images (even at atomic resolution); besides, we can measure more than 20 different characteristics of examined samples and modify their surface (in what we term the lithography modes).
Yet it is the cantilever needles that are the most essential part of a modem high-performance scanning microscope. They had their second birth in 1990 when methods of silicon micromechanics were suggested for their production. That was a modified classical procedure of microelectronic technology with the use of doping, oxide layer formation and photolythographic processes. Selective etching is of particular importance for the making of cantilever needles, for it becomes possible to manufacture actually identical needles to a tolerance of several units on the nanometer scale. Such needles are fastened on beams which, in theirtum, are made to preassigned thickness either by doping silicon with boron or phosphorus to required depth or by sputtering adequate film structures.
The basic parameters of the cantilever and its application domain are these: stiffness and resonance characteristics; the radius of the curvature of the needle, its form and type of coating (magneto- sensitive and current-conducting layers, dielectric characteristics and hardness). Besides, the needle angle is very important for studying the surface topology: an object under study may have minute relief features (say, narrow and deep "holes") to baffle needles with a fantastically small radius of the tip, not above 1.5-2 nm (the usual radius is 5 to 15 nm): the needles will just pinpoint the indentations but will not determine their depth. This is a skip, or dead zone. To minimize it superfine hairs, the so-called whiskers, are built up on the needle's tip.
For this purpose we at our company use a strongly focused electronic beam in a vacuum unit to make the whisker material similar in its hydrophobic characteristics to amorphous carbon. The tiny hairs are 50 to 100 nm thick, the radius of the curvature of their tips is 2 to 3 nm, while their length can be preassigned to 3 mum (accurate up to 10 0 nm). Depending on the mode of growth, whiskers may be in the shape of a cone, a "sharpened pencil" or a "multitier tower". Since this or that form is preassigned, it is taken into account in the interpretation of measurement results.
So: scanning cantilever microscopes give an insight into many characteristics of materials. However, the end result directly depends on a modification of needles. For instance, those with a current-conducting surface are used for measuring the relative distribution of surface resistance and capacity as well as the electric characteristics of subsurface structures. Conductor probes supplied with dielectric coating are employed for determining the distribution of subsurface magnetic fields and capacity Needles coated with high-strength materials (boron nitride, diamond-like coats, etc.) are good for determining the surface hardness. And probes with a chemically modified structure identify and interpret the distributions of adhesive forces; using such probes, we leam to what extent the surface of an object is homogeneous.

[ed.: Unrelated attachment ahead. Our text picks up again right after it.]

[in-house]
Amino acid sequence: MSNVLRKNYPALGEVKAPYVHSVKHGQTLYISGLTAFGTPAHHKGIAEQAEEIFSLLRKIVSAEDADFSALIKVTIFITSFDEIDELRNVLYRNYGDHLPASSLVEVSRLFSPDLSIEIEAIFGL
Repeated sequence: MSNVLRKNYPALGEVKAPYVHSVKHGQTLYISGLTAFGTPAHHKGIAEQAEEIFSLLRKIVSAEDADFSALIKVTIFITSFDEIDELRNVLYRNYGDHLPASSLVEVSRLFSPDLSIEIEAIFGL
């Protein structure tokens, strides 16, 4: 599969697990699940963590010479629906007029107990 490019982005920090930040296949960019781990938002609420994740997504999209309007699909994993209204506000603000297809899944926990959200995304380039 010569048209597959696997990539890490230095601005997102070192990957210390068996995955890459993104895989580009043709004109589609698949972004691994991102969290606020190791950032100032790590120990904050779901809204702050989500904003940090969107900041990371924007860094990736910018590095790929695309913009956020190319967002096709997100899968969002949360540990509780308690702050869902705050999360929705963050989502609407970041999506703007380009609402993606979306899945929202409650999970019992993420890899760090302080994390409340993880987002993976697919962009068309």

The above examples are enough to show that many cantilever modifications are needed to get to know all the various characteristics of objects. It takes time to replace cantilevers and find an appropriate one among many; indeed, it is hardly possible to choose the right cantilever and fix it at the right time and place. That is why we are designing multiprobe cartridges: each cartridge is supplied with dozens of needles with different coatings and different characteristics. Today our company is turning out third- generation microscopes (of the Solver series). Since cantilever microscopes are in demand on the market (they are needed for research in narrow fields), we can manufacture monofiinctional apparatuses from base models, and numerous complete sets besides.
New-generation microscopes possess superhigh resolution enabling them to scan not only atomic lattices but individual atoms as well. Furthermore, they are capable of modifying various surfaces and changing their structure on the nanometer scale. A subtle, miniature piece of work! Say the portraits and biographies of all Russians drawn this way could be fitted into a slate only 3x3 cm large.
Among our customers are about 30 research centers and organizations Russia-wide. On one occasion, our company has helped commission an atom-power microscope at the State Research Center of Virology and Biotechnology in the town of Koltsovo, Novosibirsk Region, Western Siberia (this center has the word Vector on its logo).
NT-MDT products are purchased by many countries, including the United States, Canada, Germany, Japan and China. Small wonder: such high-power microscopes are a must in submicron electronics, microbiology in polymer production (quality inspection and identification of materials obtained) for the optical industry or in testing the quality of eye lenses, which is a rather sophisticated procedure: being transparent, such lenses should be placed into a water solution for observation. The only nondestructive method available today is through sounding microscopy, for it allows to keep the lens surface intact. The manufacture of digital video disks is yet another nonaltemative application domain of such scanning microscopy. Today these disks are made by die-stamping. And since the dies used in such stamping are of magnetic material, nickel in particular, no other methods but sounding microscopy are good for checking their surface.
Thus, the new generation of scanning microscopes supplied with probes (cantilevers) has a good future in physical and metrological research alike.